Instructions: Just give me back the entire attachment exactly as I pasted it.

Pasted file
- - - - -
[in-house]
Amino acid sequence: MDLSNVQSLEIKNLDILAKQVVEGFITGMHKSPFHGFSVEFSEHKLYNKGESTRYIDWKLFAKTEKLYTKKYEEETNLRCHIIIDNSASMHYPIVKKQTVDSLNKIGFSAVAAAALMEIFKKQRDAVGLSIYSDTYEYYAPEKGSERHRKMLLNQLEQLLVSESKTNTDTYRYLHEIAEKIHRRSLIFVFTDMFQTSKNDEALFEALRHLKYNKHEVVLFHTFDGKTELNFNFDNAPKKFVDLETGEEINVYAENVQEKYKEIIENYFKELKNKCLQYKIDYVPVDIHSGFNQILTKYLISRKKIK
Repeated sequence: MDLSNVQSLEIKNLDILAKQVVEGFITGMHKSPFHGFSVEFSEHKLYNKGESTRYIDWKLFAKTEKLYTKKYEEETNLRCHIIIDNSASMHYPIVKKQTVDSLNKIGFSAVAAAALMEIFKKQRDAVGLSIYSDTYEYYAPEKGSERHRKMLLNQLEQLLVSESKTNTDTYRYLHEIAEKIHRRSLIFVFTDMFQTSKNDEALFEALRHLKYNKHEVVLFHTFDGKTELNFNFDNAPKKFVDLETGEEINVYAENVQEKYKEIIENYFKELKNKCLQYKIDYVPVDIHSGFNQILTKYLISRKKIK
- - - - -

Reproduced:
[in-house]
Amino acid sequence: MDLSNVQSLEIKNLDILAKQVVEGFITGMHKSPFHGFSVEFSEHKLYNKGESTRYIDWKLFAKTEKLYTKKYEEETNLRCHIIIDNSASMHYPIVKKQTVDSLNKIGFSAVAAAALMEIFKKQRDAVGLSIYSDTYEYYAPEKGSERHRKMLLNQLEQLLVSESKTNTDTYRYLHEIAEKIHRRSLIFVFTDMFQTSKNDEALFEALRHLKYNKHEVVLFHTFDGKTELNFNFDNAPKKFVDLETGEEINVYAENVQEKYKEIIENYFKELKNKCLQYKIDYVPVDIHSGFNQILTKYLISRKKIK
Repeated sequence: MDLSNVQSLEIKNLDILAKQVVEGFITGMHKSPFHGFSVEFSEHKLYNKGESTRYIDWKLFAKTEKLYTKKYEEETNLRCHIIIDNSASMHYPIVKKQTVDSLNKIGFSAVAAAALMEIFKKQRDAVGLSIYSDTYEYYAPEKGSERHRKMLLNQLEQLLVSESKTNTDTYRYLHEIAEKIHRRSLIFVFTDMFQTSKNDEALFEALRHLKYNKHEVVLFHTFDGKTELNFNFDNAPKKFVDLETGEEINVYAENVQEKYKEIIENYFKELKNKCLQYKIDYVPVDIHSGFNQILTKYLISRKKIK